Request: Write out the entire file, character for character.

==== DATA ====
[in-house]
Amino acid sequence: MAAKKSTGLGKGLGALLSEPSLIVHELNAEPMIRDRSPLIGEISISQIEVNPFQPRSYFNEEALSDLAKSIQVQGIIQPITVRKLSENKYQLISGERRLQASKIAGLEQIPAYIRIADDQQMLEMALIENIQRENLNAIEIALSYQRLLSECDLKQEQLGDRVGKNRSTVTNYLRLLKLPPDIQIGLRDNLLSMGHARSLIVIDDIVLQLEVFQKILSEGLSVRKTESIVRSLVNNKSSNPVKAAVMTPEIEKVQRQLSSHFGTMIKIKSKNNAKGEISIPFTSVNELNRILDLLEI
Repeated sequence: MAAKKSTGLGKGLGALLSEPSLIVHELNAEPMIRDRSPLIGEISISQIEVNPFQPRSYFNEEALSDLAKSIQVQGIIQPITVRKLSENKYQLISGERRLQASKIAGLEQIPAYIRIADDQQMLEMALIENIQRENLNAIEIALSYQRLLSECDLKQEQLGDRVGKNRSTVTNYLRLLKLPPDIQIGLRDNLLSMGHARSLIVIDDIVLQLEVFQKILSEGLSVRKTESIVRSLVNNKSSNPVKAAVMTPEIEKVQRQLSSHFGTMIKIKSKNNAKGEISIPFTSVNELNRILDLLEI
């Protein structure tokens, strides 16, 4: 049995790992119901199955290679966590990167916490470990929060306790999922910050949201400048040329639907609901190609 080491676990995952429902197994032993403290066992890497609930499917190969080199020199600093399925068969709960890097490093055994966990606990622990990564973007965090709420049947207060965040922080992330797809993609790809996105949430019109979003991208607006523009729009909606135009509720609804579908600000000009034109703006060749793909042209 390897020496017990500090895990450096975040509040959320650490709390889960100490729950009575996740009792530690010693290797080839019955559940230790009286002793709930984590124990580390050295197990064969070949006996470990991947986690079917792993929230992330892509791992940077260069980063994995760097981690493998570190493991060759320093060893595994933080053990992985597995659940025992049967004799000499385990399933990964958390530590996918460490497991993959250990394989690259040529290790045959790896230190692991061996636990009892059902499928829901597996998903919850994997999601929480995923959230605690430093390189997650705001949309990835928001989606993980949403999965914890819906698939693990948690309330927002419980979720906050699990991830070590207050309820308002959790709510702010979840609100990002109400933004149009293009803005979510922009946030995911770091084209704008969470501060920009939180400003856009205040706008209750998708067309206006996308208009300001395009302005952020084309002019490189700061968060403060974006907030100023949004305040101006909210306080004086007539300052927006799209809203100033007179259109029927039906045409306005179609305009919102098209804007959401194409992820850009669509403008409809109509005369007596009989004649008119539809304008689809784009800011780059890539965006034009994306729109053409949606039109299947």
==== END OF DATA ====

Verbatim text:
[in-house]
Amino acid sequence: MAAKKSTGLGKGLGALLSEPSLIVHELNAEPMIRDRSPLIGEISISQIEVNPFQPRSYFNEEALSDLAKSIQVQGIIQPITVRKLSENKYQLISGERRLQASKIAGLEQIPAYIRIADDQQMLEMALIENIQRENLNAIEIALSYQRLLSECDLKQEQLGDRVGKNRSTVTNYLRLLKLPPDIQIGLRDNLLSMGHARSLIVIDDIVLQLEVFQKILSEGLSVRKTESIVRSLVNNKSSNPVKAAVMTPEIEKVQRQLSSHFGTMIKIKSKNNAKGEISIPFTSVNELNRILDLLEI
Repeated sequence: MAAKKSTGLGKGLGALLSEPSLIVHELNAEPMIRDRSPLIGEISISQIEVNPFQPRSYFNEEALSDLAKSIQVQGIIQPITVRKLSENKYQLISGERRLQASKIAGLEQIPAYIRIADDQQMLEMALIENIQRENLNAIEIALSYQRLLSECDLKQEQLGDRVGKNRSTVTNYLRLLKLPPDIQIGLRDNLLSMGHARSLIVIDDIVLQLEVFQKILSEGLSVRKTESIVRSLVNNKSSNPVKAAVMTPEIEKVQRQLSSHFGTMIKIKSKNNAKGEISIPFTSVNELNRILDLLEI
């Protein structure tokens, strides 16, 4: 049995790992119901199955290679966590990167916490470990929060306790999922910050949201400048040329639907609901190609 080491676990995952429902197994032993403290066992890497609930499917190969080199020199600093399925068969709960890097490093055994966990606990622990990564973007965090709420049947207060965040922080992330797809993609790809996105949430019109979003991208607006523009729009909606135009509720609804579908600000000009034109703006060749793909042209 390897020496017990500090895990450096975040509040959320650490709390889960100490729950009575996740009792530690010693290797080839019955559940230790009286002793709930984590124990580390050295197990064969070949006996470990991947986690079917792993929230992330892509791992940077260069980063994995760097981690493998570190493991060759320093060893595994933080053990992985597995659940025992049967004799000499385990399933990964958390530590996918460490497991993959250990394989690259040529290790045959790896230190692991061996636990009892059902499928829901597996998903919850994997999601929480995923959230605690430093390189997650705001949309990835928001989606993980949403999965914890819906698939693990948690309330927002419980979720906050699990991830070590207050309820308002959790709510702010979840609100990002109400933004149009293009803005979510922009946030995911770091084209704008969470501060920009939180400003856009205040706008209750998708067309206006996308208009300001395009302005952020084309002019490189700061968060403060974006907030100023949004305040101006909210306080004086007539300052927006799209809203100033007179259109029927039906045409306005179609305009919102098209804007959401194409992820850009669509403008409809109509005369007596009989004649008119539809304008689809784009800011780059890539965006034009994306729109053409949606039109299947």